Is marijuana grown indoors really worth double the cost of plants grown outside? Sam Quinones reports for the Los Angeles Times from Arcata, California:
About the time the wholesale price of pot hit $4,000 a pound, Tony Sasso bought a bulldozer and an excavator and dug a massive hole on his ranch in eastern Mendocino County.
Then he bought four metal shipping containers and buried them in the hole. Inside the containers, Sasso installed 32 1,000-watt lights, a ventilation system and plumbing – all of it powered by a 60-kilowatt generator. His subterranean plantation produced 60 pounds of pot every 56 days, the time it took to turn a crop. They were popular strains, with names like Blueberry, Herojuana, White Widow and Big Red.
He’d begun growing pot as a teenager in the mid-1980s, when police helicopters forced growers to hide their plants indoors. Going underground was the next logical step, to shield the lights from the infrared sensors of law enforcement.
His harvests paid for expensive trucks, skydiving in Maui, boogie-boarding in Chile and a five-bedroom home with a four-car garage. He eventually owned five ranches, including two in Oregon, and says he took in as much as $11 million a year.
“I grew up believing that the only way to make money was to grow marijuana, and I was good at it,” said Sasso, now 42 and serving a 14-year sentence at the federal penitentiary in Atwater.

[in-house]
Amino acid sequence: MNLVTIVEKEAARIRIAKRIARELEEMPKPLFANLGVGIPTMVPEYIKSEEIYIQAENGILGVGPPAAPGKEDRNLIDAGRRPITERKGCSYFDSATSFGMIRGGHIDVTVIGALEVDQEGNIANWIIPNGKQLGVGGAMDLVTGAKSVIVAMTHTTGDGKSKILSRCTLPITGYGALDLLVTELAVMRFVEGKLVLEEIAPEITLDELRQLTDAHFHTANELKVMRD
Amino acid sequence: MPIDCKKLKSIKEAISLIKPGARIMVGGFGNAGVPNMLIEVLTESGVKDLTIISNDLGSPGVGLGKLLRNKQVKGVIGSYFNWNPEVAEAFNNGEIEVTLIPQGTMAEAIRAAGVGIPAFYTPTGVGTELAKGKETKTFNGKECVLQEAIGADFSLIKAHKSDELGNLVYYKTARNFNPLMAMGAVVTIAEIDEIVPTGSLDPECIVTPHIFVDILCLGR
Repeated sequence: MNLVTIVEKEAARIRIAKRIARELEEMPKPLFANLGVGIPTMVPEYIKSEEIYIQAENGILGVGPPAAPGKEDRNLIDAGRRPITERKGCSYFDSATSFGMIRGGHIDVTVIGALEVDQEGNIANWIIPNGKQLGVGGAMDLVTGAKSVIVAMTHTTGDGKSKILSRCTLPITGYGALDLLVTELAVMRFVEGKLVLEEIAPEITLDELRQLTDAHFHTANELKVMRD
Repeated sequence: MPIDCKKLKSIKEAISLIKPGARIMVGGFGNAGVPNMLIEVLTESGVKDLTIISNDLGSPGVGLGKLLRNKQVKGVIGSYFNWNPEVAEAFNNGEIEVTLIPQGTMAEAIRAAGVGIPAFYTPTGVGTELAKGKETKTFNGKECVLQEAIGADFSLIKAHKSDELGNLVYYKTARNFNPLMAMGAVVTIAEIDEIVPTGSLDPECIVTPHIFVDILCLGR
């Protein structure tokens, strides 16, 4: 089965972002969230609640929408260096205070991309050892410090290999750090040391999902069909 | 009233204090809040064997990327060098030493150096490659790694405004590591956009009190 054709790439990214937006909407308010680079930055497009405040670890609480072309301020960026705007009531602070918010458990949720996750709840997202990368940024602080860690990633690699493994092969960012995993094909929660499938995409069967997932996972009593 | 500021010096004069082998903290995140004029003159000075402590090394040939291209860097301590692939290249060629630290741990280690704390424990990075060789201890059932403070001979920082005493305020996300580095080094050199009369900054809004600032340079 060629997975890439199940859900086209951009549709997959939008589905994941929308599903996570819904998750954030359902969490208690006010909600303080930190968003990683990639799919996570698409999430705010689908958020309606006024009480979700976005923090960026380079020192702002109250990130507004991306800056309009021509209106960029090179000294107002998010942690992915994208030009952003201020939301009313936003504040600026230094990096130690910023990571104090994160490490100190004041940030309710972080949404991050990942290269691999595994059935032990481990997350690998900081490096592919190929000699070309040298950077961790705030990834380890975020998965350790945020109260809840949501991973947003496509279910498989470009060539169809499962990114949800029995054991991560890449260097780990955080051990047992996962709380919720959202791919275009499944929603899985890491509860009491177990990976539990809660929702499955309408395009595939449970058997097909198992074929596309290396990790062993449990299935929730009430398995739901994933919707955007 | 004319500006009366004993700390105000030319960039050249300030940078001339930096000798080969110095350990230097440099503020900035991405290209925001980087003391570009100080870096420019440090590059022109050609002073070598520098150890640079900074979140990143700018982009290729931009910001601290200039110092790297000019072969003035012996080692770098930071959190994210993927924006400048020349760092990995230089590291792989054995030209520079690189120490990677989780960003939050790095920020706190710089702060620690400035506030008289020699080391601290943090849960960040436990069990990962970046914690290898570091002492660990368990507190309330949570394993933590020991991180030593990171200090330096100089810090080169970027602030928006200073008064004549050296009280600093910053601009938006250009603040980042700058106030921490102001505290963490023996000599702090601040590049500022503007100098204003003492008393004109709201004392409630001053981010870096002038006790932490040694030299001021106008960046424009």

His career as a pot entrepreneur, drawn from interviews with Sasso and from court records, mirrors the arc of the marijuana business in California.
Today, indoor-grown pot is king. A weed that grows naturally in the sun has been tamed into an industrial product that is branded like soda pop and as subject to fashion as women’s shoes. Pot raised indoors or underground commands up to $3,000 a wholesale pound, twice the price of outdoor varieties.
A Nov. 2 ballot measure to legalize limited cultivation and use of marijuana is the talk of Northern California’s “Emerald Triangle,” where indoor pot is an economic mainstay. The effect that legalization would have on the marijuana market is unclear. Much would depend on the policies enacted by cities and counties, which would have power to regulate and tax production and sales. Oakland is making plans to allow cultivation in warehouses, which could affect prices.
What is clear is that consumers now harbor a powerful fetish for indoor weed. A potent bud is no longer enough. Like connoisseurs of wine or coffee, pot smokers want cachet: an exotic look, a distinctive smell of cheese or lemon. This requires growing indoors, where plants can be coddled, protected from the elements and blasted with nutrients…
[continues in the Los Angeles Times]
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